Will America’s Forever Prison Finally Close on Biden’s Watch?
As of December 8, 2022, Guantánamo Bay detention facility — a prison offshore of American justice and built for those detained in this country’s never-ending Global War on Terror — has been open for nearly 21 years (or, to be precise, 7,627 days). Thirteen years ago, I published a book, The Least Worst Place: Guantanamo’s First 100 Days. It told the story of the military officers and staff who received the prison’s initial detainees at that U.S. naval base on the island of Cuba early in 2002. Like the hundreds of prisoners that followed, they would largely be held without charges or trial for years on end.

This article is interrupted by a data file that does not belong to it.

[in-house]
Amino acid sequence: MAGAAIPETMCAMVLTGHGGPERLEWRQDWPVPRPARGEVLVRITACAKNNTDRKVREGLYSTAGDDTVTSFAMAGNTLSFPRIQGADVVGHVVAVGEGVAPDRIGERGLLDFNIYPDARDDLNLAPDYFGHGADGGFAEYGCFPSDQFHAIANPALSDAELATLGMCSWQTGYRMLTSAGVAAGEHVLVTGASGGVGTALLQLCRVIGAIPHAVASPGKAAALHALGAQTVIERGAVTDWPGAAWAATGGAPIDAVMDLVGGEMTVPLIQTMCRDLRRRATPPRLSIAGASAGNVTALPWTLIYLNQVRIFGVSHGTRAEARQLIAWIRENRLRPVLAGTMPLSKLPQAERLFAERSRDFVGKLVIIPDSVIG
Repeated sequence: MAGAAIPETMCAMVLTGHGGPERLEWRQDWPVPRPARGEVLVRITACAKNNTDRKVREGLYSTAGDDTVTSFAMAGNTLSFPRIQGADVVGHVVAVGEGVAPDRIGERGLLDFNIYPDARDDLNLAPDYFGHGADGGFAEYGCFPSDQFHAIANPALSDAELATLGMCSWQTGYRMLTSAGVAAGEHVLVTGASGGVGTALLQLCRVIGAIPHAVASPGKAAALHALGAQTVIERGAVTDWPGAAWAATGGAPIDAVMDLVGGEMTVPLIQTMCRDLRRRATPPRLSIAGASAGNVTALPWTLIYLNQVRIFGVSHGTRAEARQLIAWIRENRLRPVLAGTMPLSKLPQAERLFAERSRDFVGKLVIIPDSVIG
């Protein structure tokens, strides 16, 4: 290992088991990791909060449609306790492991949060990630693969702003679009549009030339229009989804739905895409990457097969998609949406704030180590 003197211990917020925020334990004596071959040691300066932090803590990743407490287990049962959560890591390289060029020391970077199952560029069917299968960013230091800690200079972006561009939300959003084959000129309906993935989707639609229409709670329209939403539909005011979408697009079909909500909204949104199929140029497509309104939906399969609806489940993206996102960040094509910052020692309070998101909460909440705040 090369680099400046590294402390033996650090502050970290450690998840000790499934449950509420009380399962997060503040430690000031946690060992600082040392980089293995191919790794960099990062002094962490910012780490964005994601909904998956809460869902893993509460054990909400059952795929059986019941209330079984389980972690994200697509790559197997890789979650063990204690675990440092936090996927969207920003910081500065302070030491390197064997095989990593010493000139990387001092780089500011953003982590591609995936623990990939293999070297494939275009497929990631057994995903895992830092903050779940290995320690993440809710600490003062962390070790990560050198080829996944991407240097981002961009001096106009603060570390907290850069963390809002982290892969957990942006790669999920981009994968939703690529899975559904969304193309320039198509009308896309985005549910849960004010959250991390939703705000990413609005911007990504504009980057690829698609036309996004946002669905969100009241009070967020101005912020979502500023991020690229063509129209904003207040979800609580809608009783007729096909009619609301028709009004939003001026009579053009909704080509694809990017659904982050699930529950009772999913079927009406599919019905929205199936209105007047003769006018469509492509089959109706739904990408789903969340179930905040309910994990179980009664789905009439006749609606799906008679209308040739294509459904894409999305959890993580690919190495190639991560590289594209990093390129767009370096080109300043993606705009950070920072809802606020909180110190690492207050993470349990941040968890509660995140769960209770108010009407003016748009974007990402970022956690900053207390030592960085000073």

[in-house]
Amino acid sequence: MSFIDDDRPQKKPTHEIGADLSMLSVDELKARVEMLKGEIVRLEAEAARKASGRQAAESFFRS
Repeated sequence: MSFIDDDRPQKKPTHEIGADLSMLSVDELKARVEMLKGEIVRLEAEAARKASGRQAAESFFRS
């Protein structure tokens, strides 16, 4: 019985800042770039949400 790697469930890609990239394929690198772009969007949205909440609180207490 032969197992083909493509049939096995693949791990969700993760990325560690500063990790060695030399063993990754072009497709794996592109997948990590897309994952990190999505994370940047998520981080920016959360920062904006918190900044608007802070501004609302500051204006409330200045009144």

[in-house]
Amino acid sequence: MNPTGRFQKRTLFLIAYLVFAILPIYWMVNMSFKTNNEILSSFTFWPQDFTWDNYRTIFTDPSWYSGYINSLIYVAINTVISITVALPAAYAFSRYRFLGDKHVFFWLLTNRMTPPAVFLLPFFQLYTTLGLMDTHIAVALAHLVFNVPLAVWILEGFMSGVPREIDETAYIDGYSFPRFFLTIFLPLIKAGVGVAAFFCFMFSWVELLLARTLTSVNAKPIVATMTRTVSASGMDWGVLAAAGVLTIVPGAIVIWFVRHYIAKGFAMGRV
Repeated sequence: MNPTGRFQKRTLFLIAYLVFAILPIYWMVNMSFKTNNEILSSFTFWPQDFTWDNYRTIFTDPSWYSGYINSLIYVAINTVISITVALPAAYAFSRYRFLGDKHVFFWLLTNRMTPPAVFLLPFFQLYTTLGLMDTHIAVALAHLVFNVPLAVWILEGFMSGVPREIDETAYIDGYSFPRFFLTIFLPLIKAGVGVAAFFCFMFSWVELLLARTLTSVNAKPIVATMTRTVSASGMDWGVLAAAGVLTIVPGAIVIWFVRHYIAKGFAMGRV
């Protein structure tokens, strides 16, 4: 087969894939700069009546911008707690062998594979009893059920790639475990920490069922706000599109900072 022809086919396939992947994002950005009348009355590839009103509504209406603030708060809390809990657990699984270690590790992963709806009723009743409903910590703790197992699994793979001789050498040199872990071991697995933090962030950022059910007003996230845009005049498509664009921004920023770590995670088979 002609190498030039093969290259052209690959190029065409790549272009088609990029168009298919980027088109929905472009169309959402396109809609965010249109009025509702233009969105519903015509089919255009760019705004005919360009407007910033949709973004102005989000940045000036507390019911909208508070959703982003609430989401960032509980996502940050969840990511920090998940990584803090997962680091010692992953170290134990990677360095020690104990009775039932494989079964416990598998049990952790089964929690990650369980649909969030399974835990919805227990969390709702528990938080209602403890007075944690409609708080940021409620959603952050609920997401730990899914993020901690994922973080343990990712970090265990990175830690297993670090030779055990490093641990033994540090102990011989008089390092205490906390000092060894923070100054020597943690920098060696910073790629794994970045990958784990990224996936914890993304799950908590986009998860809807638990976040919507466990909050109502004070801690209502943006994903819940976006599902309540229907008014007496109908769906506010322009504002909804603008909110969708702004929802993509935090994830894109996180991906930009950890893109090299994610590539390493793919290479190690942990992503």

Ever since then, time and again, I’ve envisioned writing the story of its ultimate closure, its last days. Today, eyeing the moves made by the Biden administration, it seems reasonable to review the past record of that prison’s seemingly never-ending existence, the failure of three presidents to close it, and what if anything is new when it comes to one of the more striking scenes of ongoing injustice in American history. …